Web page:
In September, candidate Trump used the meeting to project his image as a prospective world leader. Now Netanyahu is using Friday’s meeting with President Trump to draw dividends as Israel receives flak for illegal settlements in Palestine.

Yet, compared to other countries, the US and China have more to talk about: from economics to diplomacy to security. As two hulking, intertwined economies, and as permanent members of the UN Security Council, their range of interests and concerns is global.

Enter the low-profile second track diplomacy China has been pursuing with the US since late last year. This is led by State Councillor Yang Jiechi, an ambassador to the US before serving as Foreign Minister when Secretary of State Clinton announced the US “pivot” to Asia.

An alumnus of the London School of Economics, Yang is fluent in English and understands the US better than his contemporaries in Beijing. He is often described as China’s “top diplomat” who outranks Foreign Minister Wang Yi.

This second track is vital and befits “ChinAmerica”, ties between the two major powers that make for the world’s most important bilateral relations today. However, how far Xi or Beijing ultimately listens to Yang remains to be seen. A lacklustre first track diplomacy remains very much in evidence.

The hesitancy and passivity of Track One, notwithstanding standard shrill reactions to issues like Taiwan, seem to be a timid international response to the Trump era.

There are vocal Trump opponents, there are visible Trump supporters, and there are others like China gingerly treading water and keeping their distance. But there are also others like Japan and Israel who seize the moment without hesitation.

Much of the hesitancy seems to be caused by internal US politics rejecting someone who is wilfully politically incorrect. This sense is consistently projected by Western mainstream media, as if the issues they cover are necessarily universal.

They include Trump’s decision to scrap Obamacare, state-sponsored abortions and special toilets for transgender people. Given the extreme views at both ends, the middle way Trump prefers begins to look like moderation.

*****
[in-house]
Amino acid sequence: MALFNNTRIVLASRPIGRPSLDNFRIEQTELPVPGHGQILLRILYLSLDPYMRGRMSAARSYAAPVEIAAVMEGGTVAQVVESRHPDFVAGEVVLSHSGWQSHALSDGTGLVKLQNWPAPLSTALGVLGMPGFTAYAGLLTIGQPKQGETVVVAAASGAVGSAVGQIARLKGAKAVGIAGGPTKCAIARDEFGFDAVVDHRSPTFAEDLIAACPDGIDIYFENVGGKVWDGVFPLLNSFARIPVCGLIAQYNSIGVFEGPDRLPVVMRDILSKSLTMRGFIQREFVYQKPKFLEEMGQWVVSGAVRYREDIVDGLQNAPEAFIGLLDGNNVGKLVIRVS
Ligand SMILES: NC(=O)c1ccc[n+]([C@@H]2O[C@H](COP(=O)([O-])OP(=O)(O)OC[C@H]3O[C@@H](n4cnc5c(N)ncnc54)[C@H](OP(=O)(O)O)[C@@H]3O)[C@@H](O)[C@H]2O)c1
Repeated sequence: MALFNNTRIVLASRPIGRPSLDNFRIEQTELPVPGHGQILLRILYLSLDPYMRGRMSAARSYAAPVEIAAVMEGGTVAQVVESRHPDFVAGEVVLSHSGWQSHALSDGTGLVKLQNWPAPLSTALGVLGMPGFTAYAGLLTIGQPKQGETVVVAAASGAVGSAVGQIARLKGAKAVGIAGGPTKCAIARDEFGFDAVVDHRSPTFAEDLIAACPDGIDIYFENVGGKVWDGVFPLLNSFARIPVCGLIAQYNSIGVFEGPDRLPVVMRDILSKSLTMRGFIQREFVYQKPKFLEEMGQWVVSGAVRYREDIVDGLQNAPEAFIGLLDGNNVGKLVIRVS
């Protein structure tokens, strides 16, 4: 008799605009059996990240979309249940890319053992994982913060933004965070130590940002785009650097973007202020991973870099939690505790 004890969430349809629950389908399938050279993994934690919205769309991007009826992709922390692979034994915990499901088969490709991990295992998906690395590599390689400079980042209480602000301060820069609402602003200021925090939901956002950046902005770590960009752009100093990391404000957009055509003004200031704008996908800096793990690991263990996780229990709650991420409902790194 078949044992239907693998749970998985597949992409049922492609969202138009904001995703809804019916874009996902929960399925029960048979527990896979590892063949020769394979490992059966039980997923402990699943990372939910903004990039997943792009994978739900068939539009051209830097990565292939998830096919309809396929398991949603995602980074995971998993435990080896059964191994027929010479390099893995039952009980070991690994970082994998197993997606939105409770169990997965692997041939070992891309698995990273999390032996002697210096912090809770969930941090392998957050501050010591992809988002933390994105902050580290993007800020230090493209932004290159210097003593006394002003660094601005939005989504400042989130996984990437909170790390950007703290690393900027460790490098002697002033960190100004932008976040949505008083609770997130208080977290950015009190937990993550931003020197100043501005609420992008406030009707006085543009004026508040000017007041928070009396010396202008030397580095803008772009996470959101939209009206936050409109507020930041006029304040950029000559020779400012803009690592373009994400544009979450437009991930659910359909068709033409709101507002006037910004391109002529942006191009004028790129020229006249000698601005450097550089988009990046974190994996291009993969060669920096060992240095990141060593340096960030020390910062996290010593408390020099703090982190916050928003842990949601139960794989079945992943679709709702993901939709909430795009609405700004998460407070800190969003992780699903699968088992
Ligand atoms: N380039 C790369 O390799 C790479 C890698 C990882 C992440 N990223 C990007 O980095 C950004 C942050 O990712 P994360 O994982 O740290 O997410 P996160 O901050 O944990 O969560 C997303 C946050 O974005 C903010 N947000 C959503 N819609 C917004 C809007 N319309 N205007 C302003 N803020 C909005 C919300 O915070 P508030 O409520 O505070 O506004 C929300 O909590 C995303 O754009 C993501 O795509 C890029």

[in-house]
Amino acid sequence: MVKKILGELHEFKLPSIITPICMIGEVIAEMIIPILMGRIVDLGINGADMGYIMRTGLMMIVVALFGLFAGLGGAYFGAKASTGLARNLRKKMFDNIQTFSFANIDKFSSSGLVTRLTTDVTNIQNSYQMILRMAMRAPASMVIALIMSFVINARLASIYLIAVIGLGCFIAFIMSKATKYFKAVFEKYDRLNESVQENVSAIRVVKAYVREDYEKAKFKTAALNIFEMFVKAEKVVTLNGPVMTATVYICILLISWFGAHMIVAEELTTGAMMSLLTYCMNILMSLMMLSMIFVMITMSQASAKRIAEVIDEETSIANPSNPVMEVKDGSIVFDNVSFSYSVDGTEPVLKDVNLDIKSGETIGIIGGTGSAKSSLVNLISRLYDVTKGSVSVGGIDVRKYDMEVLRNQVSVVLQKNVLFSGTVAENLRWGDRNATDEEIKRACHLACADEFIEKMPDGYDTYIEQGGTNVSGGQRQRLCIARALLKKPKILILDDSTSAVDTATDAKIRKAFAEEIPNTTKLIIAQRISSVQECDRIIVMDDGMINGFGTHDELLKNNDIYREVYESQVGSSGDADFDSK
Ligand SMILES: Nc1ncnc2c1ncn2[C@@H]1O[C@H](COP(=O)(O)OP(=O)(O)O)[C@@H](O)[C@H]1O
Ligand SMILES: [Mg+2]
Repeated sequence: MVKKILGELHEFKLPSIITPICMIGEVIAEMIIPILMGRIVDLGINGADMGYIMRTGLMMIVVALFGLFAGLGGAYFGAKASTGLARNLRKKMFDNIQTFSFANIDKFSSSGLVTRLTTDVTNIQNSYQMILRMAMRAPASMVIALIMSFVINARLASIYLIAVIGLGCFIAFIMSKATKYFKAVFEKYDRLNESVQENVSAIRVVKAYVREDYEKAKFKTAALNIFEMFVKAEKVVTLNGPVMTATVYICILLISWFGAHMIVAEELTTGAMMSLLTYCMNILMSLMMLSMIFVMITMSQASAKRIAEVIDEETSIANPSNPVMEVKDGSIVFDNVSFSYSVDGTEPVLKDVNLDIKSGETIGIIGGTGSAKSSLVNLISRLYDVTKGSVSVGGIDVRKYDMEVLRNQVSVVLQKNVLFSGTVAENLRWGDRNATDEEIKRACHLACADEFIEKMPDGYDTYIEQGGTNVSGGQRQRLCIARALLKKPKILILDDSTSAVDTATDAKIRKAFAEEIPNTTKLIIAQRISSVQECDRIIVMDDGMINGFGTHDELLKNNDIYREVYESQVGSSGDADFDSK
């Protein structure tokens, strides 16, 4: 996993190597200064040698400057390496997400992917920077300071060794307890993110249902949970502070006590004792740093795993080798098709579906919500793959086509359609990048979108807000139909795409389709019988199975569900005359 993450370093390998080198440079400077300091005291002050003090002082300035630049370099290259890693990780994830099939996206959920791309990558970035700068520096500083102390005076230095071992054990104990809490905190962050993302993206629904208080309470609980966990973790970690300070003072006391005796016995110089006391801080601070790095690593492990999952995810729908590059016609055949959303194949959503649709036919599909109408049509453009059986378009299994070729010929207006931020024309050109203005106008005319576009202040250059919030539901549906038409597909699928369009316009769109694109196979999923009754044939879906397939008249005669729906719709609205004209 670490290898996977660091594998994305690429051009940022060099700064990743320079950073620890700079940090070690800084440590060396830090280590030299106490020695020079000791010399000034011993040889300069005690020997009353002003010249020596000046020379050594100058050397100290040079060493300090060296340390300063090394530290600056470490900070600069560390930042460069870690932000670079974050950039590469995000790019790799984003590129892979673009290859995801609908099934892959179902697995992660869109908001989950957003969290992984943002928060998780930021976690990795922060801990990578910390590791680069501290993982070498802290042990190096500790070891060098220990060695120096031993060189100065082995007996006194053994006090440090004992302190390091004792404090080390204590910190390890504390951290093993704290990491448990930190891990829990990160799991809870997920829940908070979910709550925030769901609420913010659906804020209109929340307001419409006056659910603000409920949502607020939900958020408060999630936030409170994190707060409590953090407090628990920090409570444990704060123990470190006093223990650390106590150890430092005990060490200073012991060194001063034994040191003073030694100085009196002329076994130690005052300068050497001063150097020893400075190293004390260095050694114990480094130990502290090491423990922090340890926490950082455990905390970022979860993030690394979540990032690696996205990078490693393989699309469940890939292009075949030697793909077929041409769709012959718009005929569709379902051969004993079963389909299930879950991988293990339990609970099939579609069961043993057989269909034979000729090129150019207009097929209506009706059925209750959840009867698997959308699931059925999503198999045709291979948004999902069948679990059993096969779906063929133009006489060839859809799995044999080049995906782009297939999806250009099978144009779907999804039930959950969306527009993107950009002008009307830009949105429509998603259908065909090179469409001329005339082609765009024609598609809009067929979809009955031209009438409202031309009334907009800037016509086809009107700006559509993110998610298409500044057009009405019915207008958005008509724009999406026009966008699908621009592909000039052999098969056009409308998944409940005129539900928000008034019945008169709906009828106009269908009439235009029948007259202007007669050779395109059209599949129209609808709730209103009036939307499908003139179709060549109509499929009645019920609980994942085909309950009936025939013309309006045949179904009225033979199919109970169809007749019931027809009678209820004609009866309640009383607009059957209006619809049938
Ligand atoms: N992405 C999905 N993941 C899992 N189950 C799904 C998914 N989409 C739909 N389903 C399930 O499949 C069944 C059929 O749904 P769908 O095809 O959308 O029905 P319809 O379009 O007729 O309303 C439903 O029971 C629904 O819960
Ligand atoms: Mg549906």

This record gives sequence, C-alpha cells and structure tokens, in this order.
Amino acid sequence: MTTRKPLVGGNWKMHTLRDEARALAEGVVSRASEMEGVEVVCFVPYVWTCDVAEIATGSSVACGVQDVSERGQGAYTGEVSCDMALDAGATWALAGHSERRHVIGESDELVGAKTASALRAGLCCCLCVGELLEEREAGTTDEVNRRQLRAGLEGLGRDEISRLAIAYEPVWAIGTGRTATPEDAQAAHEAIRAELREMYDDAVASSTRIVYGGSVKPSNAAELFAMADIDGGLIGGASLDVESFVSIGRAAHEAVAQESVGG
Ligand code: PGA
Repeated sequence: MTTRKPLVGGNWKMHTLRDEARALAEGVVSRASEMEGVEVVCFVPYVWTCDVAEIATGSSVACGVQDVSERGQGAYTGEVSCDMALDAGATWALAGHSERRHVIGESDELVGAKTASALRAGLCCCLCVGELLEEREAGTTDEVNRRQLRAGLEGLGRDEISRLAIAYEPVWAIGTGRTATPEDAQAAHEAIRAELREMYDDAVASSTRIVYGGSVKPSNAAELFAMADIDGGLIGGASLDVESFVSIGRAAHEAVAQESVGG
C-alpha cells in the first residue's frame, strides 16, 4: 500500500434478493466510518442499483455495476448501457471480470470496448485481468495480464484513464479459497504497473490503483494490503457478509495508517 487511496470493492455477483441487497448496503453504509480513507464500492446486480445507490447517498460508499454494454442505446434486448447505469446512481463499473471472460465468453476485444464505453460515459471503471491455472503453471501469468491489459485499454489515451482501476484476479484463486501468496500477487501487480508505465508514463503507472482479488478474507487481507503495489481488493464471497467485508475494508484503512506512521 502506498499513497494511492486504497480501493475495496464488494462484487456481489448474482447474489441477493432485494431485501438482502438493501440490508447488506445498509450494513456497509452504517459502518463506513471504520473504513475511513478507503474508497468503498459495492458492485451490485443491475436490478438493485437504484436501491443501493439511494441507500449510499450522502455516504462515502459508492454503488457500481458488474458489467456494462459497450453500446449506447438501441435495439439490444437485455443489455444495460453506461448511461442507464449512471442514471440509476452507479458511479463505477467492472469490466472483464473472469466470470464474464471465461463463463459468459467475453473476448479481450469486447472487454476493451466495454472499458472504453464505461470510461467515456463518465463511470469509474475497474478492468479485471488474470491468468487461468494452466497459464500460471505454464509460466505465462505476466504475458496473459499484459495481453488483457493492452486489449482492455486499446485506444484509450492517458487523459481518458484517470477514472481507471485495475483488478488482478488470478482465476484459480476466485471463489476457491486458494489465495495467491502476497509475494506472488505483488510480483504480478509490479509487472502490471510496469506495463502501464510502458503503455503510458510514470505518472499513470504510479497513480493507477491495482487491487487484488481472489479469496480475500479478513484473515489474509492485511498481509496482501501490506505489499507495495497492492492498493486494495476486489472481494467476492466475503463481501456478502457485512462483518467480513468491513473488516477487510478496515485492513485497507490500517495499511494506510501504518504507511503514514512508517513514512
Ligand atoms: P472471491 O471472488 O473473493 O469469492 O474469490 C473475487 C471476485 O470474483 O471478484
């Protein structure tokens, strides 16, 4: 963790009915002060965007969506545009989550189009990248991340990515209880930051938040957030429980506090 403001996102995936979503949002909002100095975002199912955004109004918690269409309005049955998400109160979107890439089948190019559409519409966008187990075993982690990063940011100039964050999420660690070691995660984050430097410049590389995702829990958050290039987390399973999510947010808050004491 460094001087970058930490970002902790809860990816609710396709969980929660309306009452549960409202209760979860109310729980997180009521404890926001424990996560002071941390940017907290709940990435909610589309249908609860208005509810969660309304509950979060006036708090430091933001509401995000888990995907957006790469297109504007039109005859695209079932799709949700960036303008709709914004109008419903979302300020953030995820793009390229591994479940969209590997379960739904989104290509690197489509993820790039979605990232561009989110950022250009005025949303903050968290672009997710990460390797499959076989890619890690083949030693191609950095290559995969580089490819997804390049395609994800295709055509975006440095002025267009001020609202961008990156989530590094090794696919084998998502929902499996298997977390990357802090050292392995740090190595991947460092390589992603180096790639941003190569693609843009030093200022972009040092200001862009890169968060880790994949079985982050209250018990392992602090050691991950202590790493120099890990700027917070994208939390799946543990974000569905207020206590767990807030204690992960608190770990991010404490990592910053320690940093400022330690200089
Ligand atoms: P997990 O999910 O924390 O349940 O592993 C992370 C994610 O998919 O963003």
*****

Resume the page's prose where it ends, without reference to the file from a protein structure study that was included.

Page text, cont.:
Meanwhile, an opposition-fuelled media has been tweaking news about Trump policies in an unfavourable light, carrying negative emotions with it.

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Case in point: travel restrictions into the US, pending new measures to screen out potential terrorists. What Christiane Amanpour on CNN (pic above) and some others call a “Muslim ban” is nothing of the kind.

The restrictions comprise three components suspending entry regardless of race and religion: by all refugees for four months, by Syrian passport holders indefinitely, and by passport holders of six other countries for three months.

If the restrictions are defined as a Muslim ban, they have to be definitively a ban on Muslims which they are not. Protesters argue that since the seven are Muslim-majority countries, there is a Muslim ban.

But if a majority count determines definition, then since the majority of the world’s 49 Muslim-majority countries (2010 data) are unaffected, there is no Muslim ban. How effective such restrictions can be in keeping out potential terrorists is another matter.

Protesters forget that Barack Obama had earlier listed these seven countries as being “of concern”. Trump only used the list for restrictions for a limited period.

The US has had several immigrant and citizenship restrictions going back a century. Some of these came together in the Immigration and Nationality Act (1952), parts of which remain today.

These restrictions survived Republican and Democratic administrations alike. Yet they were not controversial before, or the media did not make them appear so controversial.

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A real concern, however, is Trump’s intention to scrap the Iran nuclear deal. He and his advisers fail to realise that it is more than a nuclear deal, being also a face-saving measure for all eight signatories, including Iran.

Nobody can know if Iran ever wants to develop nuclear weapons. The only possible agreement is the present deal that puts any such plan on hold.

Undoing the deal will open a can of worms, starting with emboldening Iran’s hardliners over its moderates. Learning superpower politics on the job can be so hazardous.

Bunn Nagara is a Senior Fellow at the Institute of Strategic and International Studies (ISIS) Malaysia.

Malaysia: China, Malaysian Chinese and GE-14


February 15, 2017